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Could crossover fever kill the Lexus CT?

If you’re not convinced that crossovers are here to stay, here’s further proof. A new report finds the slow-selling Lexus CT hatchback will be axed at the end of its production run, and replaced by a compact crossover.

The yet-unnamed soft-roader will borrow more than a handful of styling cues from the LF-SA concept (pictured) that made its global debut during last year’s Geneva Auto Show. While the LF-SA was a city car, the production model will be taller, wider, and longer in order to compete in the compact crossover segment. The aggressive styling will be toned down, but it will nonetheless fall in line with Lexus’ love-it-or-hate-it design language.

The one thing the crossover will have in common with the current CT is a gasoline-electric hybrid drivetrain, according to British magazine Autocar. Lexus believes selling premium hybrids will ultimately allow it to significantly expand its presence in Europe, a market it has traditionally been weak in. European buyers currently prefer diesel-burning engines by a wide margin, but strict anti-diesel regulations that favor electrified drivetrains like hybrids and plug-in hybrids are expected to change the automotive landscape in the coming years.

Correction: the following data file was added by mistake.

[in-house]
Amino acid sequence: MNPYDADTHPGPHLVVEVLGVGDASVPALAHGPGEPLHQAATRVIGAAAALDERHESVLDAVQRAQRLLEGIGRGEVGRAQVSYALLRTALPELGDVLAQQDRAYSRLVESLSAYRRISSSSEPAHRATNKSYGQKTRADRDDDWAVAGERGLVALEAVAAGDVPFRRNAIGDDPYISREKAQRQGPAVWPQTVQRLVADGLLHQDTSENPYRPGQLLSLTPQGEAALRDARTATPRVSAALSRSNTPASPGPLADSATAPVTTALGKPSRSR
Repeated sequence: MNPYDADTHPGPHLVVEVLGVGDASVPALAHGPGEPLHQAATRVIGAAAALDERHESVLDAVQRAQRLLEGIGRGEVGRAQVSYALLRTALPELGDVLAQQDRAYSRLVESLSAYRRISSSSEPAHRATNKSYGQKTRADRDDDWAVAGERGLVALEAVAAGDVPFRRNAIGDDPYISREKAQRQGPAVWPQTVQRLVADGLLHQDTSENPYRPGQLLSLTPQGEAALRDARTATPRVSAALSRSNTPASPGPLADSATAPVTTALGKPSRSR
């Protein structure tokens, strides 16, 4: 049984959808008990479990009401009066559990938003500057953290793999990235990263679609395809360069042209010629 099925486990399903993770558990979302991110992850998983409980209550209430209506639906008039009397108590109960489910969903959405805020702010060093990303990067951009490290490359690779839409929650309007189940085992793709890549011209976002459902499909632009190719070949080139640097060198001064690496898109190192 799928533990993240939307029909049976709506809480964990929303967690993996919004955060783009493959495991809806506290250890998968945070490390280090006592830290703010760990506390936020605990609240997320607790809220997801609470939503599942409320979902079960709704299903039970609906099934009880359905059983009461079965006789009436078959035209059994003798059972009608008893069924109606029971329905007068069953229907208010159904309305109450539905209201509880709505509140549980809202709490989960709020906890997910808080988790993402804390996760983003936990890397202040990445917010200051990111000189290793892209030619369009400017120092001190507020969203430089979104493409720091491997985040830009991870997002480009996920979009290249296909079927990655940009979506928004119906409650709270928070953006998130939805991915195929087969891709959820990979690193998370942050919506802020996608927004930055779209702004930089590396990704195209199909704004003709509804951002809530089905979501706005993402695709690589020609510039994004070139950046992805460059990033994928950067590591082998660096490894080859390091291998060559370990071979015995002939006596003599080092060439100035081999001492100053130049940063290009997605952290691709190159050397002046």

Not all media outlets agree with Autocar, and an earlier report claims that Lexus has already started to developing a brand new, second-generation CT. It will ride on the same modular platform as the fourth-generation Toyota Prius, but it will retain the current model’s hatchback configuration. The good news is that it will be sportier to drive thanks to a more dynamic chassis and a few extra horses.

Read more: Lexus’ entry-level IS sedan gets a shot of Botox in time for the Beijing show

Lexus isn’t ready to reveal what the future holds for the CT, so only time will tell if it is to be replaced by a crossover or by another hatchback. The current CT is expected to soldier on for at least another year, meaning its replacement won’t arrive until the 2018 model year at the earliest.

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